22 our testing. The testing that we use is specific for human or
23 higher primate. By that I mean there is some cross reactivity
24 between higher primates as far as the DNA sequences. Human
25 beings, gorillas, chimpanzees and great apes will have some

1 similarity in the actual DNA sequence. Because of that, they
2 are not just human specific, but we know that the DNA that we
3 detected is from the source of a higher primate.
4 The other thing is that the small amount of DNA we
5 detected were present in the male or sperm portions of the
6 extraction which would be indicative of the DNA having come from
7 a sperm origin.

So, the strong implication seemed to be that there was semen on a pair of pants.

Channell would also testify that the water from the ditch had destroyed much of the DNA evidence such as any trace of semen that there might have been.

Fogleman: Alright. And um – in regard to these pants and all the other items that you examined, what effect if any does uh – an item of evidence being in water have on your ability to find items?

Channell: Uh – being uh – wet, especially being say, submerged in the water, or even being dirty or soiled has a very detrimental effect on any type of biological materials that you might find. Being in the water can make it virtually impossible at times to identify any type of material.

Fogleman: Okay. And uh – does cold water as opposed to hot water have any particular effect on blood in particular?

Channell: I believe with uh – there are some studies with one versus the other, but uh – regardless of water temperature, still it will deteriorate the sample.

So there was some possible semen present at the scene. This would would be a key indicator that there was sexual activity between the killer(s) and the victims. It would be difficult to prove however as Channell would also state.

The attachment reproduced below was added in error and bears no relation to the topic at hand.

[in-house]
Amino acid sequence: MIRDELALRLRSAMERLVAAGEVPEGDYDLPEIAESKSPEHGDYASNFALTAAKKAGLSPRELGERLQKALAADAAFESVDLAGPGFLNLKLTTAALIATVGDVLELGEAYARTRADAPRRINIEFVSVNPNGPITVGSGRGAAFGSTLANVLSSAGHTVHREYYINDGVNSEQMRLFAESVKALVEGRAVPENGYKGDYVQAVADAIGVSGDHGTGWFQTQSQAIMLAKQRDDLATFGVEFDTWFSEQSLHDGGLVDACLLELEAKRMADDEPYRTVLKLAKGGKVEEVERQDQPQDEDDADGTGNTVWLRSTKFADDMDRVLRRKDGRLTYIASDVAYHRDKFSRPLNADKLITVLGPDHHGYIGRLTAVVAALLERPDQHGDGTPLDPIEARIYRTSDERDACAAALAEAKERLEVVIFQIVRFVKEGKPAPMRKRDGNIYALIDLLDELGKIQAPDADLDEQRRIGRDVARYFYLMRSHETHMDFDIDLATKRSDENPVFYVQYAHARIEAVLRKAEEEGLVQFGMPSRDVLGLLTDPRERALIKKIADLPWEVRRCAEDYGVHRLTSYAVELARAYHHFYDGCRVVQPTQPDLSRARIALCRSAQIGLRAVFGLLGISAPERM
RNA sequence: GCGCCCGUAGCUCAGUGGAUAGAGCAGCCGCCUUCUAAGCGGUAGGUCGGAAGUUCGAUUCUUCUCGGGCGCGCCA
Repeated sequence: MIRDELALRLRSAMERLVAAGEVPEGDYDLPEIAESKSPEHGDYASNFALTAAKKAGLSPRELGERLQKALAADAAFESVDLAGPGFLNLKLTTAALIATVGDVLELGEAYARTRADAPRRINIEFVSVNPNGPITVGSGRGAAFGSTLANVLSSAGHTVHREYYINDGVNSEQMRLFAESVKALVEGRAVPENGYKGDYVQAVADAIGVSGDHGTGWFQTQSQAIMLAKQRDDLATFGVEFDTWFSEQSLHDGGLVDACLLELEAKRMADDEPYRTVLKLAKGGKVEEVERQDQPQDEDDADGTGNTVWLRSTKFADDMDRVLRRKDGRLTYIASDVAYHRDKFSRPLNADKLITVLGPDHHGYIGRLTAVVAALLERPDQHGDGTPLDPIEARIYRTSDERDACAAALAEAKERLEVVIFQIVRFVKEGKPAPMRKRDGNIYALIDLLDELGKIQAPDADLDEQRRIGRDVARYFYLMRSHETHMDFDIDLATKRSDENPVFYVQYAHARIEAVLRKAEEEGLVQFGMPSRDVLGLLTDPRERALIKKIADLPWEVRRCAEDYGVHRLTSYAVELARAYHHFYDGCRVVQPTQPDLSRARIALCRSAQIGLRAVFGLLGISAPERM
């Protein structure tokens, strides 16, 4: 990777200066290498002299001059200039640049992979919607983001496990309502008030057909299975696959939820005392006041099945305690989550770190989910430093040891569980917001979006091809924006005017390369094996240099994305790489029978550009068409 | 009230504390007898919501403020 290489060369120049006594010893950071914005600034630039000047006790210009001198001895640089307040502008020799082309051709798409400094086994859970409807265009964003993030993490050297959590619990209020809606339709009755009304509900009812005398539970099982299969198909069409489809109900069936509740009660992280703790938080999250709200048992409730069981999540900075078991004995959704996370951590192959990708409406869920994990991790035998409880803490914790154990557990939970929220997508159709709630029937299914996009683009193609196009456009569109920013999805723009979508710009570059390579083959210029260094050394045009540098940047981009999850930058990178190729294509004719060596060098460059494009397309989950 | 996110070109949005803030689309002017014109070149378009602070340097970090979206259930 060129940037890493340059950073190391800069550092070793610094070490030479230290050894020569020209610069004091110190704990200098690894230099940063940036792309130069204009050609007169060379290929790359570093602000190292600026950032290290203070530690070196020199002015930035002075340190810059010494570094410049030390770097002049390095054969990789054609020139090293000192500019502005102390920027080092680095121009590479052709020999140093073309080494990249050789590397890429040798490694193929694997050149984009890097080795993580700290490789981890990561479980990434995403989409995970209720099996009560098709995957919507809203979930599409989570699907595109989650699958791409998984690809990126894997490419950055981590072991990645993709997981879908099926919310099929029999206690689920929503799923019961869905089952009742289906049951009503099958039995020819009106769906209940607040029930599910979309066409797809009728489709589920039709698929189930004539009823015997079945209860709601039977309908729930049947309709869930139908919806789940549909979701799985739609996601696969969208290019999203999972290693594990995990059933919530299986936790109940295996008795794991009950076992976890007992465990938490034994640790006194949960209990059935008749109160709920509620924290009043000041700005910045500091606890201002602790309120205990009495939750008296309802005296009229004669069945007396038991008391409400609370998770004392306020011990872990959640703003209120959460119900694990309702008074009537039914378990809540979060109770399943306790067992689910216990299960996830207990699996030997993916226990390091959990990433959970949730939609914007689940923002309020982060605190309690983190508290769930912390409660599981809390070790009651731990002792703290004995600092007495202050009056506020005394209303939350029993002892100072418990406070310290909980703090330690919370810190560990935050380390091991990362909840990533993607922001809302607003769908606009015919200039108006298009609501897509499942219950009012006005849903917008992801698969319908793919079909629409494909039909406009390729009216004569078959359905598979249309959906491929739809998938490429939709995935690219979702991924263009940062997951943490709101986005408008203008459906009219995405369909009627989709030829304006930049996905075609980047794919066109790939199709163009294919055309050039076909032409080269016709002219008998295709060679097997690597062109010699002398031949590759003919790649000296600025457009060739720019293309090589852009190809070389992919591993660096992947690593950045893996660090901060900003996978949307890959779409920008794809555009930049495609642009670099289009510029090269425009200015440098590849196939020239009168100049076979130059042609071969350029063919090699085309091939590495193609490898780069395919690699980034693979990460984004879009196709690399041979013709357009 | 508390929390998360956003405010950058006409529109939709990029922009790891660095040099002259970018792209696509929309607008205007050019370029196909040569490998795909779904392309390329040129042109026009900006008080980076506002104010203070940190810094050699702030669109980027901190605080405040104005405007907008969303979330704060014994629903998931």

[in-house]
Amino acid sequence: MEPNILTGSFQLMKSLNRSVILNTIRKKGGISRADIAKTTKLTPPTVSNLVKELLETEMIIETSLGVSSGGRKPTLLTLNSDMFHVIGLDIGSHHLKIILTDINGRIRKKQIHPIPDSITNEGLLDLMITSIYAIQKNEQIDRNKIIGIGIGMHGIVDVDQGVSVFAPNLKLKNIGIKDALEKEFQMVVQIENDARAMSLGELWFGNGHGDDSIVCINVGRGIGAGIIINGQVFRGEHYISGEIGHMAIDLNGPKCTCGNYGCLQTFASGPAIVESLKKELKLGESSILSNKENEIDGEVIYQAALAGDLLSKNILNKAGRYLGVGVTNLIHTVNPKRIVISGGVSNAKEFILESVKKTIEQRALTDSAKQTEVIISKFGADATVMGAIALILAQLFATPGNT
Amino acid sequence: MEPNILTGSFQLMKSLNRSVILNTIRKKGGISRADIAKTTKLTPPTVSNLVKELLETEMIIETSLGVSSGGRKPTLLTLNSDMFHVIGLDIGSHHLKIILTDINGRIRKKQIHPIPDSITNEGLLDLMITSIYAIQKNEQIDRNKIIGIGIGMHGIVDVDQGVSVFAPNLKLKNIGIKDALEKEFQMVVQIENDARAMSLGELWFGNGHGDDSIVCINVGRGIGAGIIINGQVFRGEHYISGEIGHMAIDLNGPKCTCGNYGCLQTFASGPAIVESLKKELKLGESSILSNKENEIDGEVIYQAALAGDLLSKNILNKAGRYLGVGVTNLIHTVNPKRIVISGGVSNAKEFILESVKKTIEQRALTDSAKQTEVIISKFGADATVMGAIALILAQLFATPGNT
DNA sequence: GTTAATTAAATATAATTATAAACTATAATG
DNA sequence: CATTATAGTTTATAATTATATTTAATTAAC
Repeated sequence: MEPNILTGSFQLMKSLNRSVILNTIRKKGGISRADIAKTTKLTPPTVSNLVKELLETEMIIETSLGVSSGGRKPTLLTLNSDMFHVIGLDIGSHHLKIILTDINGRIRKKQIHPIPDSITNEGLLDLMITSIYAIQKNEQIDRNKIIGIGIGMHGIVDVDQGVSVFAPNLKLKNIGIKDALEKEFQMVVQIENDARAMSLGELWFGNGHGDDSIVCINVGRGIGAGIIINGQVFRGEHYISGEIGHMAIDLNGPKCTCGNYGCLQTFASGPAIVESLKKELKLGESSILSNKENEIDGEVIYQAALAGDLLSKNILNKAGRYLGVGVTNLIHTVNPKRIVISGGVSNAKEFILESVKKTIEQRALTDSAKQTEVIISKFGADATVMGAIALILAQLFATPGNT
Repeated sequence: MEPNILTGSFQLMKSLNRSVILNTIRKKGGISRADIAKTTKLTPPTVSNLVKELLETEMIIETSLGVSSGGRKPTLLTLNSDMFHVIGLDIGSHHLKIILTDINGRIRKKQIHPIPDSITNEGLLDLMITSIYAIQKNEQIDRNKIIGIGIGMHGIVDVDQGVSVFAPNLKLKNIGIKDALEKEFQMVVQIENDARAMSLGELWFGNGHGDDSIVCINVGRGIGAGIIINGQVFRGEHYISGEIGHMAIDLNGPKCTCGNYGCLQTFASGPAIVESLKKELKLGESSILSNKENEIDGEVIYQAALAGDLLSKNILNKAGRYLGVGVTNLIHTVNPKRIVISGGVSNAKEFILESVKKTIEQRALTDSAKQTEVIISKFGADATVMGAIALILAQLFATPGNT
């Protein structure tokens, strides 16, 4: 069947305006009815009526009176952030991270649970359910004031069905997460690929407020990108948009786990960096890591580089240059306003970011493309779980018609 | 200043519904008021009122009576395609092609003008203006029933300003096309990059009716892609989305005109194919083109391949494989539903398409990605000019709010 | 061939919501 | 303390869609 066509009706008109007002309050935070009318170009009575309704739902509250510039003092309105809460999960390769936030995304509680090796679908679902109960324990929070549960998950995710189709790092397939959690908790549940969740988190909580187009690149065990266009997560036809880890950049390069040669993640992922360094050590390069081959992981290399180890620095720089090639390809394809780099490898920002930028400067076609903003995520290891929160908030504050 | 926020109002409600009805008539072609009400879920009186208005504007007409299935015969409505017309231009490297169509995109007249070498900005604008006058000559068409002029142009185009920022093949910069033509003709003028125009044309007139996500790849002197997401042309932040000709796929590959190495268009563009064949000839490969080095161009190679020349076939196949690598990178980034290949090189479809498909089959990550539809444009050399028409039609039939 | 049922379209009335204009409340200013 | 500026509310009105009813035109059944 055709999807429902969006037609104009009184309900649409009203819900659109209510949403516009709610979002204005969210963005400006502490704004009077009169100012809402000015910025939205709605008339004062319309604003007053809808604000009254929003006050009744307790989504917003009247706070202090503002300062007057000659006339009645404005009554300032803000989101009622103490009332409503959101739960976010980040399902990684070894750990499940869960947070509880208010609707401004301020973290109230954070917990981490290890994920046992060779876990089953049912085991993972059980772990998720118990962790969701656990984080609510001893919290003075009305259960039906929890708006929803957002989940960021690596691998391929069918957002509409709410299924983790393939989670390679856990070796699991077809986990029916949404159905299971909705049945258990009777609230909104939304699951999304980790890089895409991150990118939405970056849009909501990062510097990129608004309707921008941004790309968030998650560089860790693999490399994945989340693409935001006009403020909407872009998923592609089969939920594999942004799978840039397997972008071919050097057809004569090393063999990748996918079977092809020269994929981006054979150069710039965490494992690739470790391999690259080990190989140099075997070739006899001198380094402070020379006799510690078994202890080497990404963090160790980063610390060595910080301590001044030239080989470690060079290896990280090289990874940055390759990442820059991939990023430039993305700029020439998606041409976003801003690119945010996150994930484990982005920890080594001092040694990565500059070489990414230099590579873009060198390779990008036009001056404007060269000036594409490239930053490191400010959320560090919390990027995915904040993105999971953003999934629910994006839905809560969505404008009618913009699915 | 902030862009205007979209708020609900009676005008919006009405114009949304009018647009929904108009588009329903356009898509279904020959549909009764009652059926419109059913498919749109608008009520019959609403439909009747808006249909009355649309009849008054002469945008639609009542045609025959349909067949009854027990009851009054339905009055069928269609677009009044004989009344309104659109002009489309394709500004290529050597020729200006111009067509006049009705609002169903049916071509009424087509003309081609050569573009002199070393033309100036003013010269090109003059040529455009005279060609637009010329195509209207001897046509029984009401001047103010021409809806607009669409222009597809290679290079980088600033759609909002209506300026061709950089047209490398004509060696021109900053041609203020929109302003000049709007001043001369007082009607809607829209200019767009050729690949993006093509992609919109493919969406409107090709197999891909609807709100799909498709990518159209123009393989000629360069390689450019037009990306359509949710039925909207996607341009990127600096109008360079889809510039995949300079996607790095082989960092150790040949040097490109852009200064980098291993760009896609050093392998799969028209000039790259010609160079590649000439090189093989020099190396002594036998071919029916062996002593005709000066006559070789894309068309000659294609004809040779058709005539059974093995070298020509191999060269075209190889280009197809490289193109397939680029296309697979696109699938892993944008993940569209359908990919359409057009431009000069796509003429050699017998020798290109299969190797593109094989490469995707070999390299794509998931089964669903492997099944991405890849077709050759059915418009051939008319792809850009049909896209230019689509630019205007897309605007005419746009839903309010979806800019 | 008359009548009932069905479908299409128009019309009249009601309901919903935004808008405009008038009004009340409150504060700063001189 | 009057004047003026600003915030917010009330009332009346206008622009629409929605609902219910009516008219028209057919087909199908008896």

Fogleman: What uh – is the effect of a body being submerged in water on your ability to find semen in the oral cavity?

Channell: Uh – being submitted – uh – being in the water would have a very detrimental effect. Uh – with uh – with the water, it will have a tendency to flush out anything that could be there and very much hinder any identification that we can make.

If it was there, which it seemed to be, it was completely destroyed by water.

Part 2: Dilation

During the autopsies it was noted that the anuses of the boys had been dilated, a sign of possible sodomy.

This being from Stevie Branch’s autopsy.

Genital/Anal Area Injuries:
The anus was dilated. No injuries were noted. The anal and rectal mucosa showed mild hyperemia, but no evidence of injury.

Stevie showed signs of dilation, but no obvious sign of injury. The evidence of dilation could mean that Stevie was sodomized, however it’s difficult to say for sure, because there was no visible injury present. An argument put on by defense experts has been that the dilation was caused solely by the bodies being in the water, and not sexual assault.

This next one is from Chris Byers’ autopsy.